Walruses (Odobenus rosmarus) are large semi-aquatic mammals that live in the cold Arctic seas of the Northern Hemisphere. There are six populations in the Arctic: four in the Atlantic Ocean, one in the Pacific Ocean, and one in the Laptev Sea. Two or three subspecies exist: Odobenus rosmarus rosmarus of the Atlantic, Odobenus r. divergens of the Pacific, and Odobenus r. laptevi of the Laptev Sea, considered by some to be a third subspecies. The Pacific walrus is slightly larger, with males weighing up to 2,045 kg (4,500 lb), but Atlantic males top out at 1,600 kg (3,500 lb). The walrus should not be confused with the elephant seal, another large pinniped, and despite the etymology of its name (variously attributed to combinations of the Dutch words for "whale" walvis and "horse" ros or "shore" wal and "giant" reus), it is not related to the whales. The most likely origin of the word is Old Norse hrossvalr "horse-whale", which was passed in a juxtaposed form to Dutch and the North-German dialects of the Hanseatic league as walros, Walross [Dansk Etymologisk Ordbog, Niels Age Nielsen, Gyldendal 1966].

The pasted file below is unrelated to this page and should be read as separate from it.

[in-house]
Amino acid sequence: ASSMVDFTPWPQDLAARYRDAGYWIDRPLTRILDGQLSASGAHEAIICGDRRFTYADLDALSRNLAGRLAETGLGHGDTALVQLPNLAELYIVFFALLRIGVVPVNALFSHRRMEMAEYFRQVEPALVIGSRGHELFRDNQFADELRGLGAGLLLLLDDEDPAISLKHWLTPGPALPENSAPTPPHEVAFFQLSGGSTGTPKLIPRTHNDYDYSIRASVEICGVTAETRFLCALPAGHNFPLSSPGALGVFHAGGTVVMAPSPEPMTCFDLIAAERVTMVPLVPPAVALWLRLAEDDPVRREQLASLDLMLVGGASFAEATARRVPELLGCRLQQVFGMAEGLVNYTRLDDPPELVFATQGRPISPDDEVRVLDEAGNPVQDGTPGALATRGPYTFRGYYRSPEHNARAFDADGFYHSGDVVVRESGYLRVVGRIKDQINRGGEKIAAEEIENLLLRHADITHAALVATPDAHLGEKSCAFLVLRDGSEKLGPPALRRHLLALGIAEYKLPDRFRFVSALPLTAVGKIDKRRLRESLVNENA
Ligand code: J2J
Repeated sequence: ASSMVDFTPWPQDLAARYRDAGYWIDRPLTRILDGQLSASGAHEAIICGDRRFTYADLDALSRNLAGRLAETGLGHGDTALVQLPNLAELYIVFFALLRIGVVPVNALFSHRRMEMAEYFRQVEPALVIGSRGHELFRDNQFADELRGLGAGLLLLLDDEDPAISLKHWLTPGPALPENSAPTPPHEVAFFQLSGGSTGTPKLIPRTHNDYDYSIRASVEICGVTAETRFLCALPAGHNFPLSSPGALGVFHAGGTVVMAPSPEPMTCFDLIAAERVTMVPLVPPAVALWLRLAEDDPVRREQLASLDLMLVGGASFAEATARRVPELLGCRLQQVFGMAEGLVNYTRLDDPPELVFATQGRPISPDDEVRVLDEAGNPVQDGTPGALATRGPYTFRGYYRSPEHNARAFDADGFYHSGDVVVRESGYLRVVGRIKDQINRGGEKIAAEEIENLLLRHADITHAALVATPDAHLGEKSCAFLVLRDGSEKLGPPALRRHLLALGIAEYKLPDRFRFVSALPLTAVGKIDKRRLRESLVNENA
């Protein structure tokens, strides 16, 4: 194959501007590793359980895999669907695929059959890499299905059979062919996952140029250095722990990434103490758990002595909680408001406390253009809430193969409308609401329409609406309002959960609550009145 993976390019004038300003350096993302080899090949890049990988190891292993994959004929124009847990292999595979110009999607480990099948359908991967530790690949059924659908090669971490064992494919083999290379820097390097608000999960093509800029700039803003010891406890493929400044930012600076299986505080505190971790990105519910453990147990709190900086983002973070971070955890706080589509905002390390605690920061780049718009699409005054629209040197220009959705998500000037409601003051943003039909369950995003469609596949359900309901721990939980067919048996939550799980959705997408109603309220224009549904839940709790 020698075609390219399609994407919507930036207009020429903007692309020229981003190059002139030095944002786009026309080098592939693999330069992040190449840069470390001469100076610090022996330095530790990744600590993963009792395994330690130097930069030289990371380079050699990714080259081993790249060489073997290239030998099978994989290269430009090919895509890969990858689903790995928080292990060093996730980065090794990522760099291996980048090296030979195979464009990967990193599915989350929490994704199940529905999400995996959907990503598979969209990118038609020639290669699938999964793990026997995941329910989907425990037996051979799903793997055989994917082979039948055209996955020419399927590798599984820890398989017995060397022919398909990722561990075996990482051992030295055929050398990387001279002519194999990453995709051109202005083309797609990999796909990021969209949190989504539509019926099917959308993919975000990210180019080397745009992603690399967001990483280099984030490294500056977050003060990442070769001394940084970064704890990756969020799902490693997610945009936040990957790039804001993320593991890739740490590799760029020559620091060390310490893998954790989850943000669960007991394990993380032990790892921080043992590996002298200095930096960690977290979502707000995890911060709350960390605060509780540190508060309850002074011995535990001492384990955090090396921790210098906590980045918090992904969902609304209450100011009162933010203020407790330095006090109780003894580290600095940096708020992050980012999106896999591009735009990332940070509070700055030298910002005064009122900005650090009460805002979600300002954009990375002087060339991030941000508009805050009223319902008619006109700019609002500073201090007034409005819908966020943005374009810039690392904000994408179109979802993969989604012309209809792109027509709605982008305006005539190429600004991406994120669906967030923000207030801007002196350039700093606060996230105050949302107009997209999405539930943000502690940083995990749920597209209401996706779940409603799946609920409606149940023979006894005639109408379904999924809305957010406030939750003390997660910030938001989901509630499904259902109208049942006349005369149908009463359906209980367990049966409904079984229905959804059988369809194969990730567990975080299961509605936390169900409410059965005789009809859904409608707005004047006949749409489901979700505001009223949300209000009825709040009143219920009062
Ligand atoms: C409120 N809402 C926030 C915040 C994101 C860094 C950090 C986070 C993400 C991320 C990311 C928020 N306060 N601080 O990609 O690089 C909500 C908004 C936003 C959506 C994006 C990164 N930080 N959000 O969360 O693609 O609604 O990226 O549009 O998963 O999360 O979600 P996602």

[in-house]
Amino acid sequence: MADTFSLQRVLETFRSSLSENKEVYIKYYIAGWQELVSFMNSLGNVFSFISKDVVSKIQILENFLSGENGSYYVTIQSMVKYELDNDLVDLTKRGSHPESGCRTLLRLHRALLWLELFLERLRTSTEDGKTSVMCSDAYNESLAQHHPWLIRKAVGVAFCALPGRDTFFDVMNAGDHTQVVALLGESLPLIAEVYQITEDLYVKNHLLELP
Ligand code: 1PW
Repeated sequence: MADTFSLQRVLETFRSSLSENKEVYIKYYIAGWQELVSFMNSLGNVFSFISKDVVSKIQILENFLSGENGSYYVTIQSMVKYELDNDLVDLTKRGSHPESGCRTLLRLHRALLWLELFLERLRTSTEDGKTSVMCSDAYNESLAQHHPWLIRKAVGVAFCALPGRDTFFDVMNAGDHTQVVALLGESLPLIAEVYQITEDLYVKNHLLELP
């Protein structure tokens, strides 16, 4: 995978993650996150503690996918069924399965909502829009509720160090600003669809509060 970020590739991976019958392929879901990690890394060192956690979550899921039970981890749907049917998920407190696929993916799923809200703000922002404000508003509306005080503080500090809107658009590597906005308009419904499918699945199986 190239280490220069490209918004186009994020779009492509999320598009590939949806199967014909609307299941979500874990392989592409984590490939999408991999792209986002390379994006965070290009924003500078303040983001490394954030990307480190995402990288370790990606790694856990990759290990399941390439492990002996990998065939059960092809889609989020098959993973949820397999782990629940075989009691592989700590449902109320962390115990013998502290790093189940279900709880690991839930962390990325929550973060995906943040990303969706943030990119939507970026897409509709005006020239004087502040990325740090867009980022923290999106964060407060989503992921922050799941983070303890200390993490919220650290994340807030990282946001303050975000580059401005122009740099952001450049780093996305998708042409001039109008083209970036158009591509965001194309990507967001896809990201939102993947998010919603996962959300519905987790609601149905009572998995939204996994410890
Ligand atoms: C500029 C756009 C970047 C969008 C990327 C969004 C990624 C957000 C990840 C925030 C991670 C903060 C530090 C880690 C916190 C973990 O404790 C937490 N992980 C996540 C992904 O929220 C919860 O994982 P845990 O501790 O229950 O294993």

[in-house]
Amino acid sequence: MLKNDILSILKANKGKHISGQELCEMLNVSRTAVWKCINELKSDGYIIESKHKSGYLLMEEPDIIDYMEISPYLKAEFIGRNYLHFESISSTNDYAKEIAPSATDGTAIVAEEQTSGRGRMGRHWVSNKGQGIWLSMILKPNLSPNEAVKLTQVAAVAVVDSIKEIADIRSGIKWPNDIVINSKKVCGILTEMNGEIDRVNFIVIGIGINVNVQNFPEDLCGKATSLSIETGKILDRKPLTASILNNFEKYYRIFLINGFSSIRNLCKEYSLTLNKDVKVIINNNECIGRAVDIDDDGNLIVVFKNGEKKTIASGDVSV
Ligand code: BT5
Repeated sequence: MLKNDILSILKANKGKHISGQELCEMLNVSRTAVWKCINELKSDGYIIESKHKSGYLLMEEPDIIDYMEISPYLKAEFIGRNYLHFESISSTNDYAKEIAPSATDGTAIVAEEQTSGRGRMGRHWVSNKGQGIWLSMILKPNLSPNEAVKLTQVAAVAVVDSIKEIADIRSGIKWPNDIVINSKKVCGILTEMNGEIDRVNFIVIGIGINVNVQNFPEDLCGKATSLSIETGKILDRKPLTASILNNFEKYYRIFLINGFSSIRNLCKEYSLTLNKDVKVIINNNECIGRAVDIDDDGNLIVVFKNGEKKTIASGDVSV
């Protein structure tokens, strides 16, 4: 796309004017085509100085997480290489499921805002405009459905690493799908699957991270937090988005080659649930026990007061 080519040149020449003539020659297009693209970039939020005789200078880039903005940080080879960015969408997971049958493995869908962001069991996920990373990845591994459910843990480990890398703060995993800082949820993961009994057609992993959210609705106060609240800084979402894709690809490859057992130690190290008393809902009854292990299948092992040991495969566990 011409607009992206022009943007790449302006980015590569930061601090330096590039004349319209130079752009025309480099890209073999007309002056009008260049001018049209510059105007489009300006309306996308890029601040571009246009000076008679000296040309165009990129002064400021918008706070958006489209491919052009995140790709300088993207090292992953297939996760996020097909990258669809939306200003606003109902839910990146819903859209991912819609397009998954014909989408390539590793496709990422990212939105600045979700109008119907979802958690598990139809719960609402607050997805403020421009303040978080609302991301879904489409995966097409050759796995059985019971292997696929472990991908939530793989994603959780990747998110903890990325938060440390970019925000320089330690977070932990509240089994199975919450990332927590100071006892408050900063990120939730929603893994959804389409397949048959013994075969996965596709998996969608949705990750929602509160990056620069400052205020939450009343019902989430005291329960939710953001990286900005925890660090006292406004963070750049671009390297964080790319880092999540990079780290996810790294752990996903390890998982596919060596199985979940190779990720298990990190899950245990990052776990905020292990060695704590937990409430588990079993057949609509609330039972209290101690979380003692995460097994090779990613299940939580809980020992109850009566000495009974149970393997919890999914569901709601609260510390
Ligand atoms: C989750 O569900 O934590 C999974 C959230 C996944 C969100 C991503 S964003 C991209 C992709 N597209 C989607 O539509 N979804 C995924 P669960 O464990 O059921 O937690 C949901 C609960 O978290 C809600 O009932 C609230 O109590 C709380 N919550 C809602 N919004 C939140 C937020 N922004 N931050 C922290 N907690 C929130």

Walruses are members of the order Carnivora and suborder (or
alternatively superfamily) Pinnipedia. . They are the only
members in the family Odobenidae. The compound Odobenus comes
from odous (Greek for "tooth") and baino (Greek for "walk"),
based on observations of walruses using their tusks to pull
themselves out of the water. Divergens in Latin means "turning
apart", referring to the tusks.